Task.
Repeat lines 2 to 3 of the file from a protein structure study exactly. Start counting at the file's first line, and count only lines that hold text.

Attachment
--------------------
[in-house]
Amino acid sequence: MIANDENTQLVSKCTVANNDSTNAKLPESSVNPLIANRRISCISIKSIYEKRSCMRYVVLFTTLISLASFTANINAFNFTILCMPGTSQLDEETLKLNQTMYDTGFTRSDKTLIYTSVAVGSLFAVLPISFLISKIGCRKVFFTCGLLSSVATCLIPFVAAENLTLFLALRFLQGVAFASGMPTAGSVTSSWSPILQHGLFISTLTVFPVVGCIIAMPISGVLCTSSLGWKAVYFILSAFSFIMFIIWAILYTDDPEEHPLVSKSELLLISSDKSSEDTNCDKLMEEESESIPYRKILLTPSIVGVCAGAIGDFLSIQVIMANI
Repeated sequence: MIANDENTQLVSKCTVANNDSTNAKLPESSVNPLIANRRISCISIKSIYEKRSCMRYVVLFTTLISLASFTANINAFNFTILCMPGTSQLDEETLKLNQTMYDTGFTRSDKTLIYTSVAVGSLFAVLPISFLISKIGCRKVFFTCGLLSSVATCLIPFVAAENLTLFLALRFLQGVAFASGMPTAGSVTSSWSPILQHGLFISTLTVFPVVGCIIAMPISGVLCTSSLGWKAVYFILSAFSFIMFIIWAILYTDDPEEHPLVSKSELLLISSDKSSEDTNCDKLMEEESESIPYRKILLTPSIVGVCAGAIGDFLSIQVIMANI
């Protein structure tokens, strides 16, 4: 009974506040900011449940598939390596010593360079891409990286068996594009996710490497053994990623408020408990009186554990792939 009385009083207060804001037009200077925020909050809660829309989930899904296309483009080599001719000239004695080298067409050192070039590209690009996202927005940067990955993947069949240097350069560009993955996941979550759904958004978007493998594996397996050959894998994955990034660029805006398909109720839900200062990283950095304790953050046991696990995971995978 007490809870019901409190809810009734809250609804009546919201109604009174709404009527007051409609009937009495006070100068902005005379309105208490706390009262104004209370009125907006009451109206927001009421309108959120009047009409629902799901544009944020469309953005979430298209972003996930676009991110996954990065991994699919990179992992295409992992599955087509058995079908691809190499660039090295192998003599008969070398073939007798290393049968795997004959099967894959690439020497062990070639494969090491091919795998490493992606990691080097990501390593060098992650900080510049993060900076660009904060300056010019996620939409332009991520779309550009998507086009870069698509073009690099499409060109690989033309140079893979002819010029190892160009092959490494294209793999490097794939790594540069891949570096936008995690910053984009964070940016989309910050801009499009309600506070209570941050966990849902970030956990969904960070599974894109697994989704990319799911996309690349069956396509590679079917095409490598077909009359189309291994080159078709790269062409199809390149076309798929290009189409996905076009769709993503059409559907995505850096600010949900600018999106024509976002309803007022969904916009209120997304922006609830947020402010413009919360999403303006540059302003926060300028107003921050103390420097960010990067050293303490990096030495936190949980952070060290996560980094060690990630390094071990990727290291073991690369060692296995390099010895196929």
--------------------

Amino acid sequence: MIANDENTQLVSKCTVANNDSTNAKLPESSVNPLIANRRISCISIKSIYEKRSCMRYVVLFTTLISLASFTANINAFNFTILCMPGTSQLDEETLKLNQTMYDTGFTRSDKTLIYTSVAVGSLFAVLPISFLISKIGCRKVFFTCGLLSSVATCLIPFVAAENLTLFLALRFLQGVAFASGMPTAGSVTSSWSPILQHGLFISTLTVFPVVGCIIAMPISGVLCTSSLGWKAVYFILSAFSFIMFIIWAILYTDDPEEHPLVSKSELLLISSDKSSEDTNCDKLMEEESESIPYRKILLTPSIVGVCAGAIGDFLSIQVIMANI
Repeated sequence: MIANDENTQLVSKCTVANNDSTNAKLPESSVNPLIANRRISCISIKSIYEKRSCMRYVVLFTTLISLASFTANINAFNFTILCMPGTSQLDEETLKLNQTMYDTGFTRSDKTLIYTSVAVGSLFAVLPISFLISKIGCRKVFFTCGLLSSVATCLIPFVAAENLTLFLALRFLQGVAFASGMPTAGSVTSSWSPILQHGLFISTLTVFPVVGCIIAMPISGVLCTSSLGWKAVYFILSAFSFIMFIIWAILYTDDPEEHPLVSKSELLLISSDKSSEDTNCDKLMEEESESIPYRKILLTPSIVGVCAGAIGDFLSIQVIMANI